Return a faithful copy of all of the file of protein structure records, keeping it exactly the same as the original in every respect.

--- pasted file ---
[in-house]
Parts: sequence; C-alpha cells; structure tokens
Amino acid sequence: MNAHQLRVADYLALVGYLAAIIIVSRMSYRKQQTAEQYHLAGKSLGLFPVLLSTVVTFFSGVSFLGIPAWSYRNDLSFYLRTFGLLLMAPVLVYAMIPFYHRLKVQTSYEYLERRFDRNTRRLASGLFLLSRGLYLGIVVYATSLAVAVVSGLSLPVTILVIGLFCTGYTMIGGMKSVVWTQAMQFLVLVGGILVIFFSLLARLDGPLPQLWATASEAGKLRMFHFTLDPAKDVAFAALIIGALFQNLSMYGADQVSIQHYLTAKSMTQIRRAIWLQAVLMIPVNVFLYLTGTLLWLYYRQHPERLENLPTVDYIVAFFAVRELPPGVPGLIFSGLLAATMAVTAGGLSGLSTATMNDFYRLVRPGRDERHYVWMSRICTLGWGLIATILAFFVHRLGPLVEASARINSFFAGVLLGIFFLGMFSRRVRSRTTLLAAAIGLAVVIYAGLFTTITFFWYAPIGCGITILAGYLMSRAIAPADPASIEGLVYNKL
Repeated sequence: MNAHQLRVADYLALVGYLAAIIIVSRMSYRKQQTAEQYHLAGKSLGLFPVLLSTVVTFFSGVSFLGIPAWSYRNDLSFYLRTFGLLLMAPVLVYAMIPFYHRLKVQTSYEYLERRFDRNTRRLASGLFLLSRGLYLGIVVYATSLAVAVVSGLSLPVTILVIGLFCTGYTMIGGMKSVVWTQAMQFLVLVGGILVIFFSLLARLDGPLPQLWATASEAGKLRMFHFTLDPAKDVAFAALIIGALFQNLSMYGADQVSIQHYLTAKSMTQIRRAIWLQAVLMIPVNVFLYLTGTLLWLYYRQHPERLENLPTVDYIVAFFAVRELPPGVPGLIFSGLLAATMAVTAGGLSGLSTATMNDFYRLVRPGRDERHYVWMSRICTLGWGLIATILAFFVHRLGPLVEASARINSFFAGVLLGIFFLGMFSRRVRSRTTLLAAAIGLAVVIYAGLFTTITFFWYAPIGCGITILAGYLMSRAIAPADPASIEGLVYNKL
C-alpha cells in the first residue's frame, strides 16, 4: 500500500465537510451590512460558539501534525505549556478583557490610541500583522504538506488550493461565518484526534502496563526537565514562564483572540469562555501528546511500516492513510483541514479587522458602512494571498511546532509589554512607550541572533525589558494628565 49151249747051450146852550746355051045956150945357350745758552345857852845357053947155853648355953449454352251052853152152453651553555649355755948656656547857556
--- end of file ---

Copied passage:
[in-house]
Parts: sequence; C-alpha cells; structure tokens
Amino acid sequence: MNAHQLRVADYLALVGYLAAIIIVSRMSYRKQQTAEQYHLAGKSLGLFPVLLSTVVTFFSGVSFLGIPAWSYRNDLSFYLRTFGLLLMAPVLVYAMIPFYHRLKVQTSYEYLERRFDRNTRRLASGLFLLSRGLYLGIVVYATSLAVAVVSGLSLPVTILVIGLFCTGYTMIGGMKSVVWTQAMQFLVLVGGILVIFFSLLARLDGPLPQLWATASEAGKLRMFHFTLDPAKDVAFAALIIGALFQNLSMYGADQVSIQHYLTAKSMTQIRRAIWLQAVLMIPVNVFLYLTGTLLWLYYRQHPERLENLPTVDYIVAFFAVRELPPGVPGLIFSGLLAATMAVTAGGLSGLSTATMNDFYRLVRPGRDERHYVWMSRICTLGWGLIATILAFFVHRLGPLVEASARINSFFAGVLLGIFFLGMFSRRVRSRTTLLAAAIGLAVVIYAGLFTTITFFWYAPIGCGITILAGYLMSRAIAPADPASIEGLVYNKL
Repeated sequence: MNAHQLRVADYLALVGYLAAIIIVSRMSYRKQQTAEQYHLAGKSLGLFPVLLSTVVTFFSGVSFLGIPAWSYRNDLSFYLRTFGLLLMAPVLVYAMIPFYHRLKVQTSYEYLERRFDRNTRRLASGLFLLSRGLYLGIVVYATSLAVAVVSGLSLPVTILVIGLFCTGYTMIGGMKSVVWTQAMQFLVLVGGILVIFFSLLARLDGPLPQLWATASEAGKLRMFHFTLDPAKDVAFAALIIGALFQNLSMYGADQVSIQHYLTAKSMTQIRRAIWLQAVLMIPVNVFLYLTGTLLWLYYRQHPERLENLPTVDYIVAFFAVRELPPGVPGLIFSGLLAATMAVTAGGLSGLSTATMNDFYRLVRPGRDERHYVWMSRICTLGWGLIATILAFFVHRLGPLVEASARINSFFAGVLLGIFFLGMFSRRVRSRTTLLAAAIGLAVVIYAGLFTTITFFWYAPIGCGITILAGYLMSRAIAPADPASIEGLVYNKL
C-alpha cells in the first residue's frame, strides 16, 4: 500500500465537510451590512460558539501534525505549556478583557490610541500583522504538506488550493461565518484526534502496563526537565514562564483572540469562555501528546511500516492513510483541514479587522458602512494571498511546532509589554512607550541572533525589558494628565 49151249747051450146852550746355051045956150945357350745758552345857852845357053947155853648355953449454352251052853152152453651553555649355755948656656547857556